A flash is a device used in photography producing a flash of artificial light (typically 1/1000 to 1/200 of a second) at a color temperature of about 5500 K to help illuminate a scene. A major purpose of a flash is to illuminate a dark scene.

Figure: Image exposed without additional lighting (left) and with fill flash (right).

Flash is syncronized with the photo capture process typically one during the 3A process and other before the capture to get optimal exposure. During video capture flash is usually used as a torch. These days with the advancement in Night Mode algorithms which are based on high exposure, noise reduction, multi-frame merge and ML algorithms use of flash is getting less popular.

ISP: Image Signal Processor

An image signal processor, also called image processing engine, is a specialized digital signal processor used for image processing in digital cameras, mobile phones or other devices.

Taking light from the camera sensor and converting it to beautiful images requrie a complicated process involving large amount of math and processing. ISP is specialized hardware capable of performing these steps in energy efficient way. Some of the algorithms that are run on ISP are:

  • Auto Focus, Auto White Balance: Auto focusing ensures the resulting images are sharp. There are different types of auto-focus algorithms that an ISP can implement. This is explained in detail in my former article - android camera subsystem. ISP also monitors and adjusts color and white balance as well as exposure in real-time so that the pictures don’t come out too dark or bright or off colored. All of this happens even before the shutter button is clicked.
  • Demosaic: The CMOS sensors don’t sense RED, BLUE and GREEN for each pixel. It senses one color for each pixel and the RGB value for each pixel is guessed by ISP. This is called demosaicing and it’s probably the primary task taken care of by an ISP. demosaic
    Figure: Image as captured by the sensor (Right) and Image produced after processing (Left).
  • Shading correction and geometric correction: Once an ISP has RAW image data it runs algorithms to fix lens shading or curvature distortion.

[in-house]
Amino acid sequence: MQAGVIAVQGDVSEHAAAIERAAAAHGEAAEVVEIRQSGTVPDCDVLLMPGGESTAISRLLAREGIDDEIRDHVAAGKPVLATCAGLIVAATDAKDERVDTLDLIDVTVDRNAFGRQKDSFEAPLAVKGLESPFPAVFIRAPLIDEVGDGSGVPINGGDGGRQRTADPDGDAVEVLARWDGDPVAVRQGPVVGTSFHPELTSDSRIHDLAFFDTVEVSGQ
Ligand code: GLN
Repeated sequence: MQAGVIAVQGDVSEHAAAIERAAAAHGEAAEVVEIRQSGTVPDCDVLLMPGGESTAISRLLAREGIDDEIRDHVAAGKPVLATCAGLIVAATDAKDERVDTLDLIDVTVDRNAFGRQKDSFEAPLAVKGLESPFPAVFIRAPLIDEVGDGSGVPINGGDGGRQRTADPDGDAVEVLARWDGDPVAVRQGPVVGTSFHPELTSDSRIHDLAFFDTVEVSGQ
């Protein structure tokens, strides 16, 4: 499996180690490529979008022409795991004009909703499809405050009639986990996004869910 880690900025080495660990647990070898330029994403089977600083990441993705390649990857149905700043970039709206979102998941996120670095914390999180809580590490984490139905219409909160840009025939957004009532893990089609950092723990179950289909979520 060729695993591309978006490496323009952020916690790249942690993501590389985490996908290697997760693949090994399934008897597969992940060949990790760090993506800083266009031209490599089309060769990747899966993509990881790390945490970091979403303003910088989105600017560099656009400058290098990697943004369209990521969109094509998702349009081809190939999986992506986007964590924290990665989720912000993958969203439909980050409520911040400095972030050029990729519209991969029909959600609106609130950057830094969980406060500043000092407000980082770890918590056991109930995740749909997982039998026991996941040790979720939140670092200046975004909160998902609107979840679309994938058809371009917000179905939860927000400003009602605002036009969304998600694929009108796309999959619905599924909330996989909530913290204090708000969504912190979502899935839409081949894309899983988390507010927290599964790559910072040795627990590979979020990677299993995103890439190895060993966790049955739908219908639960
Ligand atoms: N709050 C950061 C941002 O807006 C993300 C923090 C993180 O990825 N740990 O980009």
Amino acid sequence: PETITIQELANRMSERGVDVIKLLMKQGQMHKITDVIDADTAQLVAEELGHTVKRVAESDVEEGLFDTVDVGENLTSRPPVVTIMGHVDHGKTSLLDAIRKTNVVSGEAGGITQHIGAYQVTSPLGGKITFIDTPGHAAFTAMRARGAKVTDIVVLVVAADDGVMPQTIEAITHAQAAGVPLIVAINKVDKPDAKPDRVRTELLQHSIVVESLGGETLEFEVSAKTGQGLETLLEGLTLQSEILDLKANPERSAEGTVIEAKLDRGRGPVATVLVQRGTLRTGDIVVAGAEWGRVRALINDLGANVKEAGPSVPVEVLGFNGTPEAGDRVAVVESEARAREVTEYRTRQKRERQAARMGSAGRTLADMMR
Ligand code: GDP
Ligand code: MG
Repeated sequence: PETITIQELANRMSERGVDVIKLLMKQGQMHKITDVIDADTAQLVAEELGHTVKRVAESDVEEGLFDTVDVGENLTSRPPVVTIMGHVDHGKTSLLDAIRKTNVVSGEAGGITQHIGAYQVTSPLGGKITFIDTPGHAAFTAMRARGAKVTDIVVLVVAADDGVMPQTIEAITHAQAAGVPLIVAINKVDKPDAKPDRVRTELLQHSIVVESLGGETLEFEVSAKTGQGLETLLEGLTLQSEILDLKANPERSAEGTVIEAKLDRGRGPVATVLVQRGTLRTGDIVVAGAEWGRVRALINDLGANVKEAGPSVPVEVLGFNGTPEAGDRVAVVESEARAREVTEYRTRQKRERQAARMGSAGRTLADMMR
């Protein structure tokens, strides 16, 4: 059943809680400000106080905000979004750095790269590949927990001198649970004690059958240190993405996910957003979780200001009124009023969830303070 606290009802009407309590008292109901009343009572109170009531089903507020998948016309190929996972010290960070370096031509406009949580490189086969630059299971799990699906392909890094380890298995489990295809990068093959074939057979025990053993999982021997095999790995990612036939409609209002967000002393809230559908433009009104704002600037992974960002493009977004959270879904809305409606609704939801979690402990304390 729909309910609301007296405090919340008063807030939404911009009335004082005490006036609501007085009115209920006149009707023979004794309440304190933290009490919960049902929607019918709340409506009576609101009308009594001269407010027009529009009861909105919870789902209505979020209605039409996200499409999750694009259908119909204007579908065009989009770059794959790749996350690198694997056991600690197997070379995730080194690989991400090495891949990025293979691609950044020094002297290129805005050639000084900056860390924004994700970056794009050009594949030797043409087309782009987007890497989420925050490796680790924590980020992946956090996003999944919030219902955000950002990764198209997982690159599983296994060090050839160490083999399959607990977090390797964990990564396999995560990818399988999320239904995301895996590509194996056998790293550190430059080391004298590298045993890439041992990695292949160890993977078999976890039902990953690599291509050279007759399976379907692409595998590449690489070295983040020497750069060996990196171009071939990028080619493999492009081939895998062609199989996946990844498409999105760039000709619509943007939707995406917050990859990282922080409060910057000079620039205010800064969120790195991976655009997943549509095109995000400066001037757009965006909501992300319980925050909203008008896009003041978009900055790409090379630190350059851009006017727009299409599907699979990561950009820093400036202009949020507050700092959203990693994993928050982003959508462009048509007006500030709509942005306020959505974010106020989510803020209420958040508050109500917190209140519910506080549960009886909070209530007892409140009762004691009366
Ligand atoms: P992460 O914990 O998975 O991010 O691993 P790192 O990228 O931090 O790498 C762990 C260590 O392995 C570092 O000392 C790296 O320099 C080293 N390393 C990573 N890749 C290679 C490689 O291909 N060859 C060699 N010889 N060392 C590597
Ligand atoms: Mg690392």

geometric correction
    Figure: Image before geometric correction.
  • Statistics: ISPs can efficiently perform statistical operations on incoming signals like - histogram, sharpness maps, etc.

ISP is generally onboard SoC but can come discretely as well. An ISP is essentially one of the major limiters of how many MegaPixels a camera (or smartphone) can efficiently process. For example, Qualcomm’s latest Spectra 380 ISP is engineered to support up to 48 MP or two 22 MP sensors at once.

DSP: Digital Signal Processor

DSP is a specialized microprocessor chip, with its architecture optimized for the operational needs of digital signal processing.

The operations performed by a DSP can be executed by general-purpose processors but DSP can perform them more efficiently and with higher performance. Some of the operations performed efficiently using DSP are:

  • Matrix Operations
    • Convolution for filtering
    • Dot product
  • Polynomial evaluation
  • Fast Fourier transformation

Efficient & performant processing of vector math by DSP has made it a great choice of SoC for many machine learning and image processing operations making it the ideal choice for smartphone cameras. They are often called Neural Processing Unit, Neural Engine or ML Processors.

Qualcomm’s Hexagon is a brand for a family of DSPs with 32-bit multithreaded architecture. The architecture is designed to provide high performance with low energy usage.

Hexagon DSP Architecture
Figure: The Hexagon DSP architecture in the Snapdragon 835. Source: Qualcomm.

The Snapdragon 845’s Hexagon 685 DSP can handle thousands of bits of vector units per processing cycle, compared to the average CPU core’s hundreds of bits per cycle. Some other SoCs with specialized hardware for ML processing have been included in smartphones by different OEMs like Huawei and Apple.

Specialized hardware in the latest smartphones

OEMs have been introducing specialized hardware primarily to boost machine learning capabilities which are being extensively used in image processing. Initially, these were being done in the software layer executed on CPU or GPU. But specialized low-level hardware have helped reduce the latency of such processing steps to provide support for features like live HDR (HDR on viewfinder), 4K video recording with HDR, etc. Two outstanding OEMs who introduced such hardware were Google and iPhone.

Google Pixel Visual Core

Google introduced a secret chip in Google Pixel 2 and Pixel 2 XL alongside main processing components to enhance image processing capabilities. According to Google, this extra chip brought in around 5X improvement in HDR+ processing time at 1/10th power consumption. Pixel Visual core was designed to handle complex machine learning algorithms related to image processing. It was reintroduced in the Pixel 3 series as well.

Apple Iphone bionic chips

Apple has been bringing in A-series chips like A13 Bionic chip introduced in iPhone 11. They claim to pack CPU, GPU and a neural engine for boosting machine learning performance. In their latest chip, Apple claimed to have boosted matrix multiplication to 6X faster which is the core of many ML operations. Apple says it’s using ML in iPhone 11’s camera to help process their images.


After getting the image from the camera in RAW, YUV or JPEG format the camera application can runt the image through more general image processing algorithms which are usually run on general-purpose processors like CPU or GPU.

In the later version of Android, Reprocessing APIs were introduced that allow the software layer to submit the image back to framework then HAL for running certain image processing algorithms on them in specialized hardware mentioned above for better performance. I’ll be explaining this in detail in a separate architecture.